"There are moments of breathtaking beauty in this book--many of them--as Fraleigh shares her deep, personal engagement with butoh history and its current expressions. She expertly weaves philosophical reflections through engaging descriptions of dances she has seen to bring butoh to life for her readers as a global phenomenon that is transforming and healing western values." Kimerer LaMothe, Ph.D., author of Nietzsche's Dancers: Isadora Duncan, Martha Graham, and the Revaluation of Christian ValuesFrom the Publisher:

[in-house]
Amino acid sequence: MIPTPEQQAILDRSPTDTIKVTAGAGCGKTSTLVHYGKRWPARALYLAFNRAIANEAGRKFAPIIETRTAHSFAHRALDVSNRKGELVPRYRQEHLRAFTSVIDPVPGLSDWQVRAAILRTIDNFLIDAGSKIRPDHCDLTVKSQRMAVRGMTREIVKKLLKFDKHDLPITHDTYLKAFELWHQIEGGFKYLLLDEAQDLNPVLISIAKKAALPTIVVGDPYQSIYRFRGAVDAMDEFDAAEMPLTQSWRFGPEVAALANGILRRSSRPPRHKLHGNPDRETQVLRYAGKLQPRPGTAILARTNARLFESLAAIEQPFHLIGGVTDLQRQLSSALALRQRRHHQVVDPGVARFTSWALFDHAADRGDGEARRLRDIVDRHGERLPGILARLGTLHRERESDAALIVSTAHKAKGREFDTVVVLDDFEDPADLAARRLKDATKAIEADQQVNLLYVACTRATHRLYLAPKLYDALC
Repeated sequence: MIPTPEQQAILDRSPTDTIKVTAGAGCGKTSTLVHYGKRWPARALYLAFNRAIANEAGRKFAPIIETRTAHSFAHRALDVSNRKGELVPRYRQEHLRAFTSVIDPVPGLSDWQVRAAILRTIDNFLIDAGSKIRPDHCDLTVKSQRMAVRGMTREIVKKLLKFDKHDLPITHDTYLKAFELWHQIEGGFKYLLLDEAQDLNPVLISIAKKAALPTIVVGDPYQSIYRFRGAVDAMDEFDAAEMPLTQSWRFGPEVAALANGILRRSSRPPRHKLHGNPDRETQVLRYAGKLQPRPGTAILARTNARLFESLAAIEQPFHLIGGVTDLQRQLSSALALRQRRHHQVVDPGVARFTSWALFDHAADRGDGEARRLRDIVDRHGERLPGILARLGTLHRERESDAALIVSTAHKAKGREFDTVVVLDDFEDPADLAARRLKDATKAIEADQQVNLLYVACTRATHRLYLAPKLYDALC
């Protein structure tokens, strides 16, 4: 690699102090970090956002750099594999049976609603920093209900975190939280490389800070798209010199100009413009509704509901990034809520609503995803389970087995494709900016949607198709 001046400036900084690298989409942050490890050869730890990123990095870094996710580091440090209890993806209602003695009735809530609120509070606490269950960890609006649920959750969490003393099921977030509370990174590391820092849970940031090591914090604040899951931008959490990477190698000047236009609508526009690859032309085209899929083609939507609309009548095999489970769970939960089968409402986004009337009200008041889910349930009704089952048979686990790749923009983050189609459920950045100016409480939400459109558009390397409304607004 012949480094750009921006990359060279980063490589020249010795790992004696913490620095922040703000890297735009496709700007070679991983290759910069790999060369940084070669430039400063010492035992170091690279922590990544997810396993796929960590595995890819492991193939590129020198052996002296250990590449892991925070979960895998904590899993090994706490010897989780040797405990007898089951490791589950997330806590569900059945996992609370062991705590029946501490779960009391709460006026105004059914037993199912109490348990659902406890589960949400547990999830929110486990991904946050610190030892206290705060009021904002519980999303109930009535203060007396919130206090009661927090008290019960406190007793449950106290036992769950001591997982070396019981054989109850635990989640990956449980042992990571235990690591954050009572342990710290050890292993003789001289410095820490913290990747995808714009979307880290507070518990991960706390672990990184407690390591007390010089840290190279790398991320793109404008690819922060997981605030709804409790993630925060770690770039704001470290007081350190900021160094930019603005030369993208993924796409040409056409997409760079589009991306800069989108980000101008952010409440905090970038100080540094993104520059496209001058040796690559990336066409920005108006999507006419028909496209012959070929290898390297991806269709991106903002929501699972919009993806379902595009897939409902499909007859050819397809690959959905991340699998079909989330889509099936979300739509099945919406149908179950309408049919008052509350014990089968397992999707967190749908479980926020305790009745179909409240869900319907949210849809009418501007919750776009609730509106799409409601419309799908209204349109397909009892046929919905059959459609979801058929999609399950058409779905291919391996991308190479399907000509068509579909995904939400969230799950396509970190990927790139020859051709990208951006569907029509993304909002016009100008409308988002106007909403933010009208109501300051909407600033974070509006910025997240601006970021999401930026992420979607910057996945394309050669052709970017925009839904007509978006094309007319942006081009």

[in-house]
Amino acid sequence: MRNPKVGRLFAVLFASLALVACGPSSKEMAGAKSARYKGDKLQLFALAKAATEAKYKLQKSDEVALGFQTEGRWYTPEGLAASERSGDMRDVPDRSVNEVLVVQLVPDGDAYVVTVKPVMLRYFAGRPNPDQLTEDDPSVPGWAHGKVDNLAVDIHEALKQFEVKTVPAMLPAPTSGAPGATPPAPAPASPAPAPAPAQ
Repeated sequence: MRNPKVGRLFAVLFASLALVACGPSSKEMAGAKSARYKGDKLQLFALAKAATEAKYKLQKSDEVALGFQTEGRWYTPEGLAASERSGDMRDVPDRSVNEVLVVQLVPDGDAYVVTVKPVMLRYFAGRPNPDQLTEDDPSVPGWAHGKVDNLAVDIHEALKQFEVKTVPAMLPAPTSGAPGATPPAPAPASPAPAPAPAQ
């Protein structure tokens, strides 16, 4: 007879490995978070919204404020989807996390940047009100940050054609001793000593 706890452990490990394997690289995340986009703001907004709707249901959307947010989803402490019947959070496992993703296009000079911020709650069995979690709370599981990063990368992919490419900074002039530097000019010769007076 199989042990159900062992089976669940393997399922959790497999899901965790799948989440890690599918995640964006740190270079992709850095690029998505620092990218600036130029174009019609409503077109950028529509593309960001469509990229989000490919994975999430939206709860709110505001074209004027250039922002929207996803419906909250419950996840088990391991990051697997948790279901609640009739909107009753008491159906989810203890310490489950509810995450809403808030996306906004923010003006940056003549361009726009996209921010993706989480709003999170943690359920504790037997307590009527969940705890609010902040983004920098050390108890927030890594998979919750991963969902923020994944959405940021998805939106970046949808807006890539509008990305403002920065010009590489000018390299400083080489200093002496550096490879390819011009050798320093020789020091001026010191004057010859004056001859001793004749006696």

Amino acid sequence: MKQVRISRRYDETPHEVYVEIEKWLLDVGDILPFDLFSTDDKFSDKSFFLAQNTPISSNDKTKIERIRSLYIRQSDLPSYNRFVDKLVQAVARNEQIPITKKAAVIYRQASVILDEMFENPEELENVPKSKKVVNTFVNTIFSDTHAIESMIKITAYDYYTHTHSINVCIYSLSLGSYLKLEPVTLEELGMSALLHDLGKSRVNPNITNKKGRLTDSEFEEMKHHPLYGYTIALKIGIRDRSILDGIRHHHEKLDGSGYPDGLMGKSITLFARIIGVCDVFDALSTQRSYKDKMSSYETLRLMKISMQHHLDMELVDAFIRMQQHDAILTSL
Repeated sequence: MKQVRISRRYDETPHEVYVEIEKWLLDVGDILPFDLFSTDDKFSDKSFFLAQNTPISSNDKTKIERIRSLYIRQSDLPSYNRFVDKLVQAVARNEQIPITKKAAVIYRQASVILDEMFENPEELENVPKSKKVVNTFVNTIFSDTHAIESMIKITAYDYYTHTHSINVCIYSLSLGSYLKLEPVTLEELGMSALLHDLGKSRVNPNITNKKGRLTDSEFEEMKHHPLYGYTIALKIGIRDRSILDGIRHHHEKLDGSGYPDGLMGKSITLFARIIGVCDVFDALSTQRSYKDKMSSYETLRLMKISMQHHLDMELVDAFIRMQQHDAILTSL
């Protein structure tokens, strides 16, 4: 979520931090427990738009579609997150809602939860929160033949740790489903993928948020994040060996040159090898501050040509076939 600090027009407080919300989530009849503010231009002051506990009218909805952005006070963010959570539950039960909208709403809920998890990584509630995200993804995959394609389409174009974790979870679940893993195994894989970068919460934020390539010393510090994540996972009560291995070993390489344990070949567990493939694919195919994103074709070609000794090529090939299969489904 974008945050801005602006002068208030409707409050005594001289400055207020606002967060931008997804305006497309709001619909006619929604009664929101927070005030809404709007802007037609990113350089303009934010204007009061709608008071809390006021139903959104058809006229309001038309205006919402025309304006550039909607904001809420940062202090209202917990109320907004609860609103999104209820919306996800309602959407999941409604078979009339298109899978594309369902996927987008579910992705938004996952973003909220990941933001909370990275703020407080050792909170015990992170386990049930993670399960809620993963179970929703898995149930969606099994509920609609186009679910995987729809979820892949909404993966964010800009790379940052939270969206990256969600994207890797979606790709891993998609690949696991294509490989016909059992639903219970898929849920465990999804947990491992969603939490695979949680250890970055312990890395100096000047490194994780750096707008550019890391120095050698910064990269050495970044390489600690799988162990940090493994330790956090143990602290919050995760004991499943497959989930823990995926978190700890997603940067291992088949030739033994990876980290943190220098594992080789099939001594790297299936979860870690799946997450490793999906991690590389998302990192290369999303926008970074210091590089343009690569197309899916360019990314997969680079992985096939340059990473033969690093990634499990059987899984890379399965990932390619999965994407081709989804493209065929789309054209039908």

Both a refraction of the bombings of Hiroshima and Nagasaki and a protest against Western values, butoh is a form of Japanese dance theater that emerged in the aftermath of World War II. Sondra Fraleigh chronicles the growth of this provocative art form from its midcentury founding under a sign of darkness to its assimilation in the twenty-first century as a poignant performance medium with philosophical and political implications. Employing intellectual and aesthetic perspectives to reveal the origins, major figures, and international development of the dance, Fraleigh documents the range and variety of butoh artists around the world with first-hand knowledge of butoh performances from 1973 to 2008.
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